In one of the most interesting sections of that second article, Alcindor tells us that Mr. Hodgkinson had filled his Facebook page with photographs of Senator Sanders and also with such items as this: a cartoon that he posted on Facebook explaining how a bill works, how a bill becomes law. As a part of that cartoon, the language says this,
“Corporations write the bill and then bribe Congress until it becomes law.”
Mr. Hodgkinson then wrote in his own words,
“That’s exactly how it works.”
Alcindor then writes this, and I quote,
“That is not far from Mr. Sanders’s own message. On Saturday,”
Now remember this is just a few days before the shooting,
“On Saturday [of last week] during a conference in Chicago filled with Sanders supporters, [the Senator] thundered, “Today in the White House, we have perhaps the worst and most dangerous president in the history of our country.” to cheers from thousands. “And we also have, not to be forgotten, extreme right-wing leadership in the U.S. House and the U.S. Senate.”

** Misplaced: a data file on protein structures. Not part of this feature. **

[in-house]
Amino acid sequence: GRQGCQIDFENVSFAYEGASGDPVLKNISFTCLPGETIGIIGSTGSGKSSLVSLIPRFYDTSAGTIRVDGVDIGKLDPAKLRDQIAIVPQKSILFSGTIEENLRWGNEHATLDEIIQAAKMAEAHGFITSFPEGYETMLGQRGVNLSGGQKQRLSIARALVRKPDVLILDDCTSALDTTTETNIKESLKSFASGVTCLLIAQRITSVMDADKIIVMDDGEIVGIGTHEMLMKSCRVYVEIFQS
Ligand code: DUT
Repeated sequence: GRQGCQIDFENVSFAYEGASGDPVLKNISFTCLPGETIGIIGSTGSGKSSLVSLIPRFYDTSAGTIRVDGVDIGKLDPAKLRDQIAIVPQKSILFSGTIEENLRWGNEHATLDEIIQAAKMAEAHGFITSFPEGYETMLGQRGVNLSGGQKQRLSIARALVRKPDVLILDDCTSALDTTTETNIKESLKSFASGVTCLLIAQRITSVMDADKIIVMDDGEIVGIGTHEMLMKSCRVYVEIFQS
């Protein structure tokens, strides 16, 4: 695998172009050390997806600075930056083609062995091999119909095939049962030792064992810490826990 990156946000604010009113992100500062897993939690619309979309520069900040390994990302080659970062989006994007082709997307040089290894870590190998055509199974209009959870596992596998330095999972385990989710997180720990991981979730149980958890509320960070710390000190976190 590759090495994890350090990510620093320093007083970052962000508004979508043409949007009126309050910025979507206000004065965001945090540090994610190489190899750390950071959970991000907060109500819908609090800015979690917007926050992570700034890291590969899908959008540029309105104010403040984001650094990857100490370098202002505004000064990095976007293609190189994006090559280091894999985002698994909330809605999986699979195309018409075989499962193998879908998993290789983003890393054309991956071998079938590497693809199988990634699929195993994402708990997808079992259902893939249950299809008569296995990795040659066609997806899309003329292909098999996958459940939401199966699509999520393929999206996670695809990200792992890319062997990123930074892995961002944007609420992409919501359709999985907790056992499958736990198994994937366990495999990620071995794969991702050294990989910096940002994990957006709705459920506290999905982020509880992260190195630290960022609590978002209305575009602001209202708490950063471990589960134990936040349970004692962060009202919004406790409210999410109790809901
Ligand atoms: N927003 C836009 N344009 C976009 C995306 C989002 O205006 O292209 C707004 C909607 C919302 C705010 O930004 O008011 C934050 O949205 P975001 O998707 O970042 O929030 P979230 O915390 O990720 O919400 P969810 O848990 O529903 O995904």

And according to the Times, that was responded to with cheers from the audience. The Senator then said,
“And we also have, not to be forgotten, extreme right-wing leadership in the U.S. House and the U.S. Senate.”
And so what we have here in the second article of the New York Times is an acknowledgment that there is dangerous rhetoric coming from the left, indeed from Senator Sanders and from his followers who are documented just one day before as being the standard bearers for the progressive left in the United States.